Monthly Archives: December 2010

Teaching Revelation to Children: Introduction

When the time came for me to write lessons for the children of our church based on the book of Revelation, I admit, I was intimidated.  There are so many different ways of interpreting this book, and I don’t feel it’s right to advance one interpretation as more valid than another, since there is simply no way for us to know all the answers until the prophecies actually come true.  I felt inadequate to the task–until I started actually reading the book!  There are so many cool visuals in Revelation that kids can appreciate and enjoy.  Now I wonder why there are so few teaching aids available based on this terrific book.  Kids love to see pictures of monsters and dragons and such wonders of God!  Somebody out there who can draw needs to do a picture book for children based on Revelation!  Anyway, here’s what I came up with for Revelation chapter 4.

While John the Apostle was in prison on the island of Patmos, God gave him a wonderful vision.  John looked up and saw the door to heaven was open and a voice invited him to come in.  What would you do if God invited you to come visit Him in heaven?  Well, John didn’t even have a choice; one minute he was in his prison on the Isle of Patmos and the next minute he was in heaven standing before the throne of God.  God said that John was to witness events that will take place in the future and write them down for all believers to read.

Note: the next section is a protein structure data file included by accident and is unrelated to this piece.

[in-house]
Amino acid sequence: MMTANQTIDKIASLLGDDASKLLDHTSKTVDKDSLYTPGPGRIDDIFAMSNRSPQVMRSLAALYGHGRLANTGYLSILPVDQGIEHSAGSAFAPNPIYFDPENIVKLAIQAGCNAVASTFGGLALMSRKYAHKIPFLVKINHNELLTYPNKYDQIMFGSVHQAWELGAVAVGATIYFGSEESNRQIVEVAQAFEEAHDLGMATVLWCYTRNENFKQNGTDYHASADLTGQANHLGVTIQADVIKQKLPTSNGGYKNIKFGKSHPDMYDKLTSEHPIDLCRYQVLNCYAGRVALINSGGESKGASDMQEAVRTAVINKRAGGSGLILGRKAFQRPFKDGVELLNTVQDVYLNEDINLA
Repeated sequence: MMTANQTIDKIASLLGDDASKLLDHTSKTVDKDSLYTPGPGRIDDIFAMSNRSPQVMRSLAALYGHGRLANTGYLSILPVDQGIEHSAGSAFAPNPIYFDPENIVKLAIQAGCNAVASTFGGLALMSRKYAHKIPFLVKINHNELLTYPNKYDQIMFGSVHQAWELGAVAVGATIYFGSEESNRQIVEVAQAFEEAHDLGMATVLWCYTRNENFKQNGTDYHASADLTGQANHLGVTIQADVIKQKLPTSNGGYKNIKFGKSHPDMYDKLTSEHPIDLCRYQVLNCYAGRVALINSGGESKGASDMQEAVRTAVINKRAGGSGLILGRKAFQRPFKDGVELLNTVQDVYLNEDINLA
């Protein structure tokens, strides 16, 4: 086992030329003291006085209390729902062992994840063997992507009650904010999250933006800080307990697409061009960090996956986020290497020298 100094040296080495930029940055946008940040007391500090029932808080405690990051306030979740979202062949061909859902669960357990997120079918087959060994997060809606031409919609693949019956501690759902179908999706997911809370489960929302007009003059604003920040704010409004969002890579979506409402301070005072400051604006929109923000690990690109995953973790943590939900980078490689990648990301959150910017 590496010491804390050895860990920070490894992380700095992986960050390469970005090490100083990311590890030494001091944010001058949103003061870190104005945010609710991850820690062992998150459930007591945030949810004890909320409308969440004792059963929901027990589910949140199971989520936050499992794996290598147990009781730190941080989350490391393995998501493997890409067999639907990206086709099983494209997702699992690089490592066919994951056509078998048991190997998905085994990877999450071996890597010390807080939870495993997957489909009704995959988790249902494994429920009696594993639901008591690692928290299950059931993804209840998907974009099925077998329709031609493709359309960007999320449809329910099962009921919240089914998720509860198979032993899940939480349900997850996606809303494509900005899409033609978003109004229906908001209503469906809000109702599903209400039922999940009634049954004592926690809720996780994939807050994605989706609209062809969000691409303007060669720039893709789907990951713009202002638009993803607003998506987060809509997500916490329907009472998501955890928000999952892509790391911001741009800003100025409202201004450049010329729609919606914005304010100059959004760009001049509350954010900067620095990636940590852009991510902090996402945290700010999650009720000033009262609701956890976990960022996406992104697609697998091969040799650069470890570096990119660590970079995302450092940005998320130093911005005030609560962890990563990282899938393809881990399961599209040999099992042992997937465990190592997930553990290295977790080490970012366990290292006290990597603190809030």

John was in the difficult position of having to describe the indescribable.  How do you explain what God looks like?  God is a Spirit, not a physical being with a body.  So the best John could do was describe God as colors.  He said that the person on the throne was like “jasper and carnelian”.  These are two kinds of jewels.  Jasper is kind of like a diamond and carnelian is kind of like a ruby.  The clear, brilliant diamond color reminds us of God’s holiness.  The red, shiny, ruby color reminds us of the blood of Jesus that purchased our salvation.  Both jewels are transparent–you can see right through them.  God doesn’t hide anything about Himself.  He can’t lie or deceive.  He’s all right there for us to see.  Both jewels reflect light.  God IS light–the light of truth, shining so brightly that we can see everything as it truly is.
John says that a rainbow of emerald circled the throne of God.  This is not the half-circle rainbow we see here on earth.  The circle is complete, symbolizing eternity.  A circle has no beginning and no end, just like God.  What color is an emerald?  It’s green.  The green of the emerald reminds us of creation and growth.  God created everything, and in the end He will re-create everything.  He will make everything new again.
From beneath God’s throne, lightning flashed and thunder rumbled and crashed.  God’s great and awesome power is under His control, but it’s there nevertheless, ready to break out any moment! Before the throne was spread a sea of glass, clear as water but still and peaceful.